Terry Foegler has a passion for the information that shapes cities.

Often the voice and face of insight2050, Foegler retired in December after six years as director of strategic initiatives for the City of Dublin, where he oversaw planning and development of the Bridge Street Corridor and helped prepare the city for a new era of growth. Before that, he worked for decades in planning and economic development in southwest and Central Ohio.

His career took him through an array of positions in the public, private, and non-profit sectors, and in each job he accumulated the knowledge and skills that ultimately brought him to Dublin, MORPC, and the Urban Land Institute. He and insight2050 were a perfect fit.

Foegler was Dublin’s economic development director for six years in the 1990s, then then was head of Campus Partners, the non-profit development arm of The Ohio State University, for planning and development of South Campus Gateway. In 2008, he returned to Dublin as city manager for two years.

In the transition from Campus Partners to the city manager job, Foegler read a book that helped weave together his previous and future jobs. In The Option of Urbanism, Investing in a New American Dream, Christopher B. Leinberger noted that many baby boomers – the first generation to grow up in communities designed to accommodate the automobile – are now setting up their empty nests in smaller homes and urban, walkable neighborhoods. Those are the same kinds of places that lured millennials in their early professional lives.

The message and its implications in the 2008 book were an epiphany for Foegler, and he wanted to make sure the idea took root in Dublin as he left for a new job at OSU as associate vice president for planning and real estate.

Two years later he was back in Dublin as a consultant to nurture those roots as they grew into millions of dollars of public and private investment in 1,000 acres on both sides of the Scioto River.

At the same time, he chaired a regional growth panel at MORPC and was on the governance committee of the newly formed Columbus District Council of the Urban Land Institute (ULI Columbus) – along with Yaromir Steiner and others who were concerned about the same demographic trends that motivated Foegler. The work of demographer Arthur Nelson and Smart Growth pioneer Peter Calthorpe – both of whom ultimately helped shape insight2050 – led ULI Columbus to study the trends in Central Ohio.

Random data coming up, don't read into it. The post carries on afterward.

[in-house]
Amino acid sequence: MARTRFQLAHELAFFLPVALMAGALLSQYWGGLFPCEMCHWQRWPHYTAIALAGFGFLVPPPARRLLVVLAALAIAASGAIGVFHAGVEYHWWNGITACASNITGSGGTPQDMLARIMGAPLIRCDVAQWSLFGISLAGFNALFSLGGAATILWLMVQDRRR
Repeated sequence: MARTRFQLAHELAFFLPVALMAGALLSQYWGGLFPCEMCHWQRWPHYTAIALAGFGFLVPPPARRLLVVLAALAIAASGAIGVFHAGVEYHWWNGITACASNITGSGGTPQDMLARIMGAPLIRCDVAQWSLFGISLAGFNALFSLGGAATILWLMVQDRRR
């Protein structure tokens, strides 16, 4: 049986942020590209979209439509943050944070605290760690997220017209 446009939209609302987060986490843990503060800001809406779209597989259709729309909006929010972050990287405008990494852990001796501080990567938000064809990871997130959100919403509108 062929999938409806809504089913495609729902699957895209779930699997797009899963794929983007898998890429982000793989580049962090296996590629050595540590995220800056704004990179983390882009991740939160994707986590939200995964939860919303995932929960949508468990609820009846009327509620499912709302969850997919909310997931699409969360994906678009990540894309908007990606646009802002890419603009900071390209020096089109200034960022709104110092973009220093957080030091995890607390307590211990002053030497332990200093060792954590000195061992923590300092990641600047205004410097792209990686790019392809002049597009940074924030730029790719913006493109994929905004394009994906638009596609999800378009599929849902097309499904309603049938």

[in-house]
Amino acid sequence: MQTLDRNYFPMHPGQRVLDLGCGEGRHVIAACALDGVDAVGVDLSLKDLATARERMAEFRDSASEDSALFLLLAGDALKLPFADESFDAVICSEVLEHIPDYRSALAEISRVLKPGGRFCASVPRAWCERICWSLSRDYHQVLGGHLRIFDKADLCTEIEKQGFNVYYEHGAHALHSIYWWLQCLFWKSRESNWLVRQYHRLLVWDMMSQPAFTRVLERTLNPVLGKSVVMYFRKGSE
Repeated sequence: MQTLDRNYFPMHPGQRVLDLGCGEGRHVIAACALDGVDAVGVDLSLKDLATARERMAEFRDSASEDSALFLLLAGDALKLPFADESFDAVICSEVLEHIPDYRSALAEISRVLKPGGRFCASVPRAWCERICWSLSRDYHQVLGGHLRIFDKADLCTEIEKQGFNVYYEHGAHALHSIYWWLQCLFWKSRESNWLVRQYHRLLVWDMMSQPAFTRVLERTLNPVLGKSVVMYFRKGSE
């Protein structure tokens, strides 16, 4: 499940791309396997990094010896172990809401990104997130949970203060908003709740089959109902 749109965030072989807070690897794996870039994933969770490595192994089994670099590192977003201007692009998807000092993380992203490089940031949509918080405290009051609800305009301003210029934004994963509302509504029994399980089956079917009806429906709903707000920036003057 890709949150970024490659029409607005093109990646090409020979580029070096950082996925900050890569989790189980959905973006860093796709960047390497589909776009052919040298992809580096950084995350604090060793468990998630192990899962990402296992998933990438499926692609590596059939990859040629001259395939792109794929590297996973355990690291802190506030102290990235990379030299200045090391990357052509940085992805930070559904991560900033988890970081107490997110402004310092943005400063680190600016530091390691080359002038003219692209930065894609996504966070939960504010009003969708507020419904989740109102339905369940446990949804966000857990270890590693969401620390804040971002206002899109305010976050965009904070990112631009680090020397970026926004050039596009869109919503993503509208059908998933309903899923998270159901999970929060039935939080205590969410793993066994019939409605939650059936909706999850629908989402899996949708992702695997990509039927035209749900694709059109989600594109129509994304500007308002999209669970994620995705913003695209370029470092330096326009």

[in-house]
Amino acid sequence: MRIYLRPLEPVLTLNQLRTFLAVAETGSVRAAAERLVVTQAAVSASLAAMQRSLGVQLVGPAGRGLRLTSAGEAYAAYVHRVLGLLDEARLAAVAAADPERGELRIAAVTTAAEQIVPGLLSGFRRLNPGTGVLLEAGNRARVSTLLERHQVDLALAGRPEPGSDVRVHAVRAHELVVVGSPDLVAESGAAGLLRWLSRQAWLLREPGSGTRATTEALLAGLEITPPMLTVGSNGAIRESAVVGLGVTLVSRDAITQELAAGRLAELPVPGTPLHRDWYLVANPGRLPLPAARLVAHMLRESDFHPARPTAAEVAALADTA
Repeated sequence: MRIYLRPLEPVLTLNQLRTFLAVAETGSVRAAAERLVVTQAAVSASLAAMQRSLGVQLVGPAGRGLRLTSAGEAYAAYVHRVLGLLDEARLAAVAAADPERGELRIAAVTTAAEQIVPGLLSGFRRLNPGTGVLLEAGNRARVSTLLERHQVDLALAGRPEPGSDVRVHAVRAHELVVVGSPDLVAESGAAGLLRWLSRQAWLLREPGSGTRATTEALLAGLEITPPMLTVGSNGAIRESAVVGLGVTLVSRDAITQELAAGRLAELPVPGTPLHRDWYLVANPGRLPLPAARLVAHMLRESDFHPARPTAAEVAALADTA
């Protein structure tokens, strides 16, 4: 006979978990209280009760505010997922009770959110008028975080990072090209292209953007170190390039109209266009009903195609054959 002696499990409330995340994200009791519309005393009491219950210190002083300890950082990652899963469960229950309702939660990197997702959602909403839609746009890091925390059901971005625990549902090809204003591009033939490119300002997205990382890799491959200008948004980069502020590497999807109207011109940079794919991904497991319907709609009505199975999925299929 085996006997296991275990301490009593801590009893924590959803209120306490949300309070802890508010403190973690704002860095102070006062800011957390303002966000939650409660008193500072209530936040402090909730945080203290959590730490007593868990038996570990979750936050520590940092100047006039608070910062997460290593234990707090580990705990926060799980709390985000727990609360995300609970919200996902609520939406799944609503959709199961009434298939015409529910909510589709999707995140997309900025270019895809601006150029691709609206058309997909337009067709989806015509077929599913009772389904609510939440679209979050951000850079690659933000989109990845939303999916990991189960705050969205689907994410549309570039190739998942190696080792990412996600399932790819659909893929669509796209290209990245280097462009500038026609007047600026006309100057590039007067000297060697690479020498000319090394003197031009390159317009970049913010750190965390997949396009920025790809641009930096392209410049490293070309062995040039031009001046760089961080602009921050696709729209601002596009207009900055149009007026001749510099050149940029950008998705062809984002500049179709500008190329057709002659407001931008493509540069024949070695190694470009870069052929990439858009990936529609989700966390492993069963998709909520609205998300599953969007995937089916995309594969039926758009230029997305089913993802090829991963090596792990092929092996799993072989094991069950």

All of these pieces eventually came together at MORPC, in partnership with ULI Columbus and Columbus2020.

“For me, it was taking what I was doing in Dublin, building on my ties with MORPC, [and then] doing it at a regional level,” Foegler said. “All that regional data and analysis helped when I went to (Dublin) City Council about why we’re doing this.”

It showed council members that projects like Bridge Street were really an investment in the long-term future of the entire city – that such development attracted young professionals, kept empty nesters in the city, and made Dublin a more comprehensive community. And it is in some ways a microcosm of what insight2050 can mean to the entire region.

“Insight2050 has done a lot of what it could do for its initial rollout – getting information out and changing the dialogue,” Foegler said. “But in a politically fragmented region, jurisdictions need to decide what they want to become. How do we translate this to the development and redevelopment opportunities that exist in our communities?”

He said he hopes future phases of insight2050 will focus on aging issues, and, at the other end of the age spectrum, schools, affordable housing, attracting and keeping young talent in the region, while addressing poverty and related issues.

Will Foegler continue to have a role? Most certainly. He’s not the shy, retiring type. He intends to stay busy in retirement.

“I’ll be looking for initiatives where I can add value and that are interesting to me,” he said. “I’ll be trying to transform and advance new efforts that are counter to current market conditions.”